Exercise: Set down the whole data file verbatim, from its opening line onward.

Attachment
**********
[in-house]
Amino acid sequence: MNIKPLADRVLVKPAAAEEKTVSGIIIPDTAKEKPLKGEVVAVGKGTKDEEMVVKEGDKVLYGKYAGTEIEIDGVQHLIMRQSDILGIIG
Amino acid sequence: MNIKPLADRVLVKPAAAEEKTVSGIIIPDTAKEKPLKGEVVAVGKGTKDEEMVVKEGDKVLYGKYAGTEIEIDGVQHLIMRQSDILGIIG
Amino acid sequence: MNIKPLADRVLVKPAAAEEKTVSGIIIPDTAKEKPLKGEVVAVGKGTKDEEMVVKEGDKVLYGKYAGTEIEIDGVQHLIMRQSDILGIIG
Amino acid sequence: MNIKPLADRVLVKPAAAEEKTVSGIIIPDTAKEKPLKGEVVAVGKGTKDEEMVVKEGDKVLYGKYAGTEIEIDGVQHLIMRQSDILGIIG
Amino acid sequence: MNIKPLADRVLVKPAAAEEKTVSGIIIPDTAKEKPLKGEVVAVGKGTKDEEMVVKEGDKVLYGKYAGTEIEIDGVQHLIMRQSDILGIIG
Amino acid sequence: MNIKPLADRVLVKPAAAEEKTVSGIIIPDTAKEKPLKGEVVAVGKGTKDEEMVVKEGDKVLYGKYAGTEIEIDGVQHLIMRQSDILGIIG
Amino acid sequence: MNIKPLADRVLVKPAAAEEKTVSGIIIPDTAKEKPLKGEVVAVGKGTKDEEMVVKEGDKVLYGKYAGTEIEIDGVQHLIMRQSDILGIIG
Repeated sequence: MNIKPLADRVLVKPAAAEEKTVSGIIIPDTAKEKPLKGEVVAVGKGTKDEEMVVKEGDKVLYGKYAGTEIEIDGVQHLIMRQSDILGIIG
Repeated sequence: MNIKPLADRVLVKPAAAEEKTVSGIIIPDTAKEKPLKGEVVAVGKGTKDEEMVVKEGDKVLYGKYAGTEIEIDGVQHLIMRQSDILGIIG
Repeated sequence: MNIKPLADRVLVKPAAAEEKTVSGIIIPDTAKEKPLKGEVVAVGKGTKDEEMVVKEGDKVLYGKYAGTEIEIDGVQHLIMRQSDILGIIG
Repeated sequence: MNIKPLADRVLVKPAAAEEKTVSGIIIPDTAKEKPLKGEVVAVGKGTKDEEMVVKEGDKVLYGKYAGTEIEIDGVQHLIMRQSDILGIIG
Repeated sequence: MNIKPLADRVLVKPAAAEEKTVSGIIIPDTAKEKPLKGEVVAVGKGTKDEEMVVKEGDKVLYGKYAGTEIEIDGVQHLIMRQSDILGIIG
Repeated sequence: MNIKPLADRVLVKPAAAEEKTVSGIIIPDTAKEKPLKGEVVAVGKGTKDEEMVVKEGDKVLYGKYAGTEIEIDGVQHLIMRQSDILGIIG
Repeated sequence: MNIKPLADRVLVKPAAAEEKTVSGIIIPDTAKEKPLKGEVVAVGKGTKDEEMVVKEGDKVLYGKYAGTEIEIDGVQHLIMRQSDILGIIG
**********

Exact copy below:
[in-house]
Amino acid sequence: MNIKPLADRVLVKPAAAEEKTVSGIIIPDTAKEKPLKGEVVAVGKGTKDEEMVVKEGDKVLYGKYAGTEIEIDGVQHLIMRQSDILGIIG
Amino acid sequence: MNIKPLADRVLVKPAAAEEKTVSGIIIPDTAKEKPLKGEVVAVGKGTKDEEMVVKEGDKVLYGKYAGTEIEIDGVQHLIMRQSDILGIIG
Amino acid sequence: MNIKPLADRVLVKPAAAEEKTVSGIIIPDTAKEKPLKGEVVAVGKGTKDEEMVVKEGDKVLYGKYAGTEIEIDGVQHLIMRQSDILGIIG
Amino acid sequence: MNIKPLADRVLVKPAAAEEKTVSGIIIPDTAKEKPLKGEVVAVGKGTKDEEMVVKEGDKVLYGKYAGTEIEIDGVQHLIMRQSDILGIIG
Amino acid sequence: MNIKPLADRVLVKPAAAEEKTVSGIIIPDTAKEKPLKGEVVAVGKGTKDEEMVVKEGDKVLYGKYAGTEIEIDGVQHLIMRQSDILGIIG
Amino acid sequence: MNIKPLADRVLVKPAAAEEKTVSGIIIPDTAKEKPLKGEVVAVGKGTKDEEMVVKEGDKVLYGKYAGTEIEIDGVQHLIMRQSDILGIIG
Amino acid sequence: MNIKPLADRVLVKPAAAEEKTVSGIIIPDTAKEKPLKGEVVAVGKGTKDEEMVVKEGDKVLYGKYAGTEIEIDGVQHLIMRQSDILGIIG
Repeated sequence: MNIKPLADRVLVKPAAAEEKTVSGIIIPDTAKEKPLKGEVVAVGKGTKDEEMVVKEGDKVLYGKYAGTEIEIDGVQHLIMRQSDILGIIG
Repeated sequence: MNIKPLADRVLVKPAAAEEKTVSGIIIPDTAKEKPLKGEVVAVGKGTKDEEMVVKEGDKVLYGKYAGTEIEIDGVQHLIMRQSDILGIIG
Repeated sequence: MNIKPLADRVLVKPAAAEEKTVSGIIIPDTAKEKPLKGEVVAVGKGTKDEEMVVKEGDKVLYGKYAGTEIEIDGVQHLIMRQSDILGIIG
Repeated sequence: MNIKPLADRVLVKPAAAEEKTVSGIIIPDTAKEKPLKGEVVAVGKGTKDEEMVVKEGDKVLYGKYAGTEIEIDGVQHLIMRQSDILGIIG
Repeated sequence: MNIKPLADRVLVKPAAAEEKTVSGIIIPDTAKEKPLKGEVVAVGKGTKDEEMVVKEGDKVLYGKYAGTEIEIDGVQHLIMRQSDILGIIG
Repeated sequence: MNIKPLADRVLVKPAAAEEKTVSGIIIPDTAKEKPLKGEVVAVGKGTKDEEMVVKEGDKVLYGKYAGTEIEIDGVQHLIMRQSDILGIIG
Repeated sequence: MNIKPLADRVLVKPAAAEEKTVSGIIIPDTAKEKPLKGEVVAVGKGTKDEEMVVKEGDKVLYGKYAGTEIEIDGVQHLIMRQSDILGIIG